Using the Scale: The Line Up
Line up activities can be a great, engaging way to further your lesson on the Doubting and Believing Scale at Rest. Start by laying down a long piece of masking tape on the floor to create your line. Make the line long enough to comfortable accommodate all participants. On the far left, create a B for “Belief” also using masking tape; consider also creating a “100” in tape. On the far right, create a D for “Doubt,” adding a “0” next to it. Instruct students to draw the line on a piece of paper. Next, explain to students that you will read a short text aloud and that they should listen carefully, assess their own spontaneous doubting or believing to the text as a whole and mark their final spot on their paper. After everyone chosen a spot on paper, instruct students to find a spot on the line according to their level of doubt or belief. Having students do it on paper before they get up to stand on the line,encourages students to commit to their spot before they see others’ spots. This usually results in a greater spread.
Challenge students to come up with a numerical value for their adopted position. Any text you select is likely to produce a diversity of reactions, but stories that invite disbelief or uncertainty are more likely to do so. Instructors can also consider whether the selected texts will relate to current events, situations likely to arise in clinical practice, or other readings assigned for the course. Once students have sorted themselves on the line, solicit volunteers to share their numerical value and to share aloud their thinking in arriving at that number. Alternatively, you may ask students to observe where the group is on the line as a whole before returning to their seats for discussion. Students may be surprised to hear one another’s thinking. We often ask the question: how is it we can hear the same story and have very different reactions? Students are more likely to see their own assumptions when they hear contrasting views of other classmates.
Here is an example of an inquiry that allows students to line up and learn from each other: We ask students to watch a video (forthcoming) in which a client arrives at an interview with her brother. After a brief conversation in the waiting room the lawyer announces that if it is all right with the client, she will interview the client alone first and then talk with the brother if needed. The client responds, “All right, if you think that is the most convenient thing. But he is the one who usually helps me.” We ask the students to locate themselves on the doubt and belief scale on the statement: “he is the one who usually helps me.” They then line up at the spot that reflects their level of belief or doubt. Having used this video several times, we observe that many students end up in the 50 – 80 range, towards belief. A few end up at 100 and a sizeable number range from 15 – 40, on the doubting side. The students who line up at an almost pure belief part of the scale often include those who come from immigrant families and have accompanied family members to many appointments while those on the low end of the scale often express disbelief based on experiences working in women’s organizations, especially doing domestic violence work.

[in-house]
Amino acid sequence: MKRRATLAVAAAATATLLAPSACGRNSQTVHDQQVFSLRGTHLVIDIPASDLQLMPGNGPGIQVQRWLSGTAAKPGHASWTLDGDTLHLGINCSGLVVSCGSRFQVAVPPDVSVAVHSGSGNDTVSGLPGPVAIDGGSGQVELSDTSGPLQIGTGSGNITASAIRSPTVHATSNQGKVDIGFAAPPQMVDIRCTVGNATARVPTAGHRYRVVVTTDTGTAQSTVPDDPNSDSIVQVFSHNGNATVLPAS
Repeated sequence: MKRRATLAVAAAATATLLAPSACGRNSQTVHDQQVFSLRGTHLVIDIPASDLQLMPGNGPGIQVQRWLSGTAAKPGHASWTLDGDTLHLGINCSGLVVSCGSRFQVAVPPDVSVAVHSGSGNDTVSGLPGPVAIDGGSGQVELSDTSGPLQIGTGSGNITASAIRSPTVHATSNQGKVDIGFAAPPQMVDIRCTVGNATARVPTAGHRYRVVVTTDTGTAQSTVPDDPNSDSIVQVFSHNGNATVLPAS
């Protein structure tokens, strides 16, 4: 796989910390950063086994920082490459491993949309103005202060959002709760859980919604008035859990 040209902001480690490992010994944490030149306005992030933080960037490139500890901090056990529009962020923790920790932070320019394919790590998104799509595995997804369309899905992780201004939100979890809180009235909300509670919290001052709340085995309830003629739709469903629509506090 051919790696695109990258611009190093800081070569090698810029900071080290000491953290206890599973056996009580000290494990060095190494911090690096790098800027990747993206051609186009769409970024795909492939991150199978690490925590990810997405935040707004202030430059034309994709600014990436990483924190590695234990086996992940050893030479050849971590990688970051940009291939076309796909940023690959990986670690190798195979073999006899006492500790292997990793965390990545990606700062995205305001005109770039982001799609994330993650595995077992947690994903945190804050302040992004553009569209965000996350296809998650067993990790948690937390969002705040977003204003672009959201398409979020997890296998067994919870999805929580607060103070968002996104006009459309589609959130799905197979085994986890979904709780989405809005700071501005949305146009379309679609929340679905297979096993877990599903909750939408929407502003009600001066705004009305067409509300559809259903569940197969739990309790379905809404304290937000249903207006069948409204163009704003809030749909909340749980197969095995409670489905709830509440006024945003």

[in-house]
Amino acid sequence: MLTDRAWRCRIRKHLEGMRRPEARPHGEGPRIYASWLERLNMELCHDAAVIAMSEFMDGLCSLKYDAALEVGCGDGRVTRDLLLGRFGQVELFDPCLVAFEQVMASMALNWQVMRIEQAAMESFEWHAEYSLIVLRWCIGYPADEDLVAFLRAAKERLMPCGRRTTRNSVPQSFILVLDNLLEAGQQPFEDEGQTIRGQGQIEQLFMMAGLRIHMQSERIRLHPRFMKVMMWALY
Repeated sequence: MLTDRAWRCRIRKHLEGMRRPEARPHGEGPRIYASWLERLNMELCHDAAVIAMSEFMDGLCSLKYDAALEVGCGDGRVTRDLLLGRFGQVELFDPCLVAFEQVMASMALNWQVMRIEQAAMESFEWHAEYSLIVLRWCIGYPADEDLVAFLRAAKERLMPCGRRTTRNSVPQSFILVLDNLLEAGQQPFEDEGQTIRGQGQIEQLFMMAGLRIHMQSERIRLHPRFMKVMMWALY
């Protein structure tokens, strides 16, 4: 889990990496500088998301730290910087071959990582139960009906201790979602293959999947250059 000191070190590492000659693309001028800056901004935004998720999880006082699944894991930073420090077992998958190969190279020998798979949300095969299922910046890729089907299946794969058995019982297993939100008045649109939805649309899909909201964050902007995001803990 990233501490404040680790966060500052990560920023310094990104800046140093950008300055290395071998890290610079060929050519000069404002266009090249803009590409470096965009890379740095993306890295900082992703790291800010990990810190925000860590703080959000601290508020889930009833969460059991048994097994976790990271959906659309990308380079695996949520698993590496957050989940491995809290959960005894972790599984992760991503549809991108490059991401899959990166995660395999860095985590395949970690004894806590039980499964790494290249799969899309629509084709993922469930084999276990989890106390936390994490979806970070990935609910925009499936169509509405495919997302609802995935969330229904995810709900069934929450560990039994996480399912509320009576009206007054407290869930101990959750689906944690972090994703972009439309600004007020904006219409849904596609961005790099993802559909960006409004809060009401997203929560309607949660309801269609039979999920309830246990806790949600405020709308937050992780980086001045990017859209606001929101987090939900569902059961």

In another example, Jean has used clips from the West Wing episode “Shibboleth” (Season 2, Episode 8) involving the asylum claim of a Chinese man claiming persecution based on his Christian faith. Jean shows the clips to the students after introducing the scale and asks students first to mark on paper their level of doubt or belief of the statement “As an asylum officer, I believe this man is telling the truth.” The students then stand on the line, and we discuss their observations. We then compare this to the standards for evaluating credibility in the asylum statute.
Rather than having a group-wide discussion about for why people chose a particular spot on the scale, another variation from Mark’s teaching is to ask students to pair up with another student located on the opposite end of the scale or farther from them on the scale. Then, ask students to take turns sharing their numerical doubt or belief and their thinking in arriving at that number. Instruct students to listen nonjudgmentally, even silently, as their partner shares their doubt or belief and their rationale. This would be a good opportunity to ask students to reflect on the differences from their own thinking or to report to the class as a whole the differences discussed in their pair group.
The scale and the line-up provide useful insights to students about the subjective nature of belief and doubt, a critical insight in all lawyering and especially necessary when working across culture and language.
In short, assigning a numeric value to your own doubting or believing according to the scale can and should be undertaken at any time as an important tool for teachers, students, and practicing lawyers seeking to surface their own assumptions and improve their cross-cultural lawyering skills. Lawyers can build upon this Scale by observing Doubting and Believing in Motion and adopting belief and doubt deliberately.